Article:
Korea’s default option pre-designation has been introduced as a selective default option system to the existing retirement pension scheme. It can be understood as a system similar to the representative product designation that requires retirement pension plan providers to offer low-cost, high-efficiency products to support DC plan or IRP holders in their product selection. The Ministry of Employment and Labor pre-approves up to ten representative products for each provider. After employees pre-designate a product suitable for their risk appetite, the products can function as an opt-out default option. Given that default options can be managed for a long term without any investment instruction, financial institutions or providers of default option products should take seriously their fiduciary duty to act in the best interest of employees. The fiduciary duty needs to be considered from the first stage of the default option scheme including product design and qualified default option pre-approval. In an analysis of 259 qualified products approved by the Ministry of Employment and Labor, most of them seem to fulfill requirements including low fees and stable returns. It is notable that various products including the principal-protected type take the form of a fund of funds (FoF), not a single deposit or fund. In the process of building a default option portfolio with a mix of subfunds, it is necessary to underscore the importance of risk diversification, a prerequisite for plan asset management. What is also needed is to provide default options fit for individual risk appetites based on the suitability principle. It becomes commonplace globally to use TDFs in default option composition but TDFs are inaccurate and inconvenient to establish an FoF that deals with a non-variable level of risk. A target risk fund (TRF), one type of balanced fund (BF), is more appropriate for the FoF composition. As for TDFs, it is advisable to use a single TDF that represents a target date corresponding to individual risk appetites. Recently, FoFs consisting of TDFs increasingly serve as a typical default option, which raises serious concerns.The default option scheme represents both heavy liabilities and great opportunities for financial institutions. In terms of risks and returns, the capability of designing and providing qualified products can serve as the most critical competitive edge for financial institutions in Korea’s pension market that lacks healthy competition. This suggests that the key to the success of default options lies in building the trust of employees in long-term investment.
Long-Term Projection of Korea’s National Pension Fund and Reform of Fund Management System / Sep. 06, 2022
Korea is on the threshold of a new era of the KRW 1,000 trillion National Pension Fund (NPF). The current NPF management system was designed in 2005 when pension assets worth KRW 160 trillion were invested primarily in domestic bonds. This giant asset size of KRW 1,000 trillion requires a qualitative change to sophisticated portfolios and investment strategies, rather than quantitative growth. In this respect, the NPF has devised a long-term management strategy that aims at building a diversified global investment portfolio by increasing the weight of alternative investments and reducing home biases. But it has made little progress in implementing the strategy. The key to advanced fund management lies in an efficient decision-making system and a competent management entity. The existing NPF Management Committee consisting of representatives is regarded as a decision-making structure unfit for advanced asset management, while the management entity under the National Pension Service (NPS) exposes limitations that make it difficult to implement strategic decision making. The reforms of foreign public pension funds imply that the desirable governance for public pension funds necessitates a top decision-making body run by a group of experts and an independent management entity. The issues arising from the proposed governance, such as government accountability and the connection between the pension scheme and fund management, could be addressed through the enhanced Asset Liability Management (ALM). If the function of the ALM Committee is assigned to the National Pension Operation Committee, it would be possible to bolster the ties between fund management and pension operation and hold accountable the government as the last resort of pension benefits payment. In line with the NPF governance reform, it is worth considering reorganizing the management entity into a dedicated fund management entity with an independent board of executive officers.In the run-up to the fifth actuarial valuation of the NPS scheduled for 2023, discussions are underway on the pension scheme reform and the fund management system reorganization. The institutional reform aiming for the national pension scheme’s long-term financial stability should be examined alongside efficient fund management. Notably, the increase in investment returns could have a significant impact on financial stability and efficient fund management is an essential precondition for reaching a social consensus over a pension reform that may put pension holders at a disadvantage. Korea is now at a critical juncture to discuss how to reform the pension fund management system to enhance stable and long-term investment returns.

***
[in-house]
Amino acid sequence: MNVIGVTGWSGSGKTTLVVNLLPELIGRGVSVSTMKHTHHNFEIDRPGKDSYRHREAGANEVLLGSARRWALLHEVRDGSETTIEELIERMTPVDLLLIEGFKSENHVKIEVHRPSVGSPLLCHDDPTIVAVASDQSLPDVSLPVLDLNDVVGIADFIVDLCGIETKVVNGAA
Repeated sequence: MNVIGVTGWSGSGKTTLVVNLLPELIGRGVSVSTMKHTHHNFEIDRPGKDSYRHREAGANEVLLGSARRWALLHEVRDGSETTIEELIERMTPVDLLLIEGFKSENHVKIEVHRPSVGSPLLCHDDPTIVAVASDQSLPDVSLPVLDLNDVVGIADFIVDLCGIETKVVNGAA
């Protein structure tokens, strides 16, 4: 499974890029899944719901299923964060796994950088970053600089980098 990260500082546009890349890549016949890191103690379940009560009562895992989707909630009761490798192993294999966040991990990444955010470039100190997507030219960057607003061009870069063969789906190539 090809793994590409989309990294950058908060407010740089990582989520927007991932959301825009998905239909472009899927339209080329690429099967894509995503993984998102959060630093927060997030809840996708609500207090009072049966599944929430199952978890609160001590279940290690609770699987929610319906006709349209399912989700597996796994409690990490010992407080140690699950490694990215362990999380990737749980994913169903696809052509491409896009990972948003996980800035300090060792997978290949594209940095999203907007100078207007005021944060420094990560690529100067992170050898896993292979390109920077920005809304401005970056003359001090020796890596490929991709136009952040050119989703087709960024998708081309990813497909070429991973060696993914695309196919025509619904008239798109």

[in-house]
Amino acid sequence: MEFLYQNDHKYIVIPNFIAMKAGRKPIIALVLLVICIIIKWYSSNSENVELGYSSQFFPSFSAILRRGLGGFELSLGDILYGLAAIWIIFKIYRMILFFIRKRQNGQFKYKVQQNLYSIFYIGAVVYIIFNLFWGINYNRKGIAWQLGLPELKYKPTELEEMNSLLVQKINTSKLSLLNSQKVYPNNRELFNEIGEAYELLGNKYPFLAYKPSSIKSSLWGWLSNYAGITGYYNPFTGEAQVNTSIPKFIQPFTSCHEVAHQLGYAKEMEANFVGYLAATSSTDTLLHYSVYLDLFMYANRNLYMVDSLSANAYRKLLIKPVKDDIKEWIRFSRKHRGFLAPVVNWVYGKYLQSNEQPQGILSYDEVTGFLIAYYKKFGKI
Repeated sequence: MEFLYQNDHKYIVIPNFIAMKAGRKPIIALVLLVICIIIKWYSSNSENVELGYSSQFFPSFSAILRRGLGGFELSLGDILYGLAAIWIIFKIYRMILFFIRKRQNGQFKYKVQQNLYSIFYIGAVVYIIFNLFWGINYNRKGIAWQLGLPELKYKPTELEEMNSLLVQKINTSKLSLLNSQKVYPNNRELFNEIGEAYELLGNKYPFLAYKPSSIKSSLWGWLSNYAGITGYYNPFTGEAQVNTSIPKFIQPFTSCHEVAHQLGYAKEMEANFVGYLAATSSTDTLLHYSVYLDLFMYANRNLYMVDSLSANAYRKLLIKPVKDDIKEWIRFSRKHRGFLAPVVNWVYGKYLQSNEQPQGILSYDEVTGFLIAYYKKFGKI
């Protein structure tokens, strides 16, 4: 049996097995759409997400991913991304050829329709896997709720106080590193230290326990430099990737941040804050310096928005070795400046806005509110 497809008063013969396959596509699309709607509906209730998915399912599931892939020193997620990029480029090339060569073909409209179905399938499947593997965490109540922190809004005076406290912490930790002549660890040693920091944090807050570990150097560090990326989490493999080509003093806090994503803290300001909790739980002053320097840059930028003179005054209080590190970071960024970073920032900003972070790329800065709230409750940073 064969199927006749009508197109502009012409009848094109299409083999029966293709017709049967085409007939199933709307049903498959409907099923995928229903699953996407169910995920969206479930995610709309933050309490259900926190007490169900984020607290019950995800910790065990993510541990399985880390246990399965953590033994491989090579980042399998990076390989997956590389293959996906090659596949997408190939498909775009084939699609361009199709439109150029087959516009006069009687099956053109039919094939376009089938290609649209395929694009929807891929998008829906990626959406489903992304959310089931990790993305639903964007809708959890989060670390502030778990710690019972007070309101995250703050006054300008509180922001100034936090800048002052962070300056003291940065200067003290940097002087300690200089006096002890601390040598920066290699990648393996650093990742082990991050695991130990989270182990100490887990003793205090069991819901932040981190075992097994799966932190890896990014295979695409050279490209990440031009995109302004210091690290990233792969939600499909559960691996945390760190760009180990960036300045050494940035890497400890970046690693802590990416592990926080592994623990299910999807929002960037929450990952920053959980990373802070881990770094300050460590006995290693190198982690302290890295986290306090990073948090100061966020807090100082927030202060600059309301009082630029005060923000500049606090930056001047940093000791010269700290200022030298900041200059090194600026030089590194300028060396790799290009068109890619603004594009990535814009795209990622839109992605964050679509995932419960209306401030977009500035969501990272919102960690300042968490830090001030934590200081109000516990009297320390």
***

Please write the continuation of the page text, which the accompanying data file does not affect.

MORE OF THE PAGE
Seminar Presentation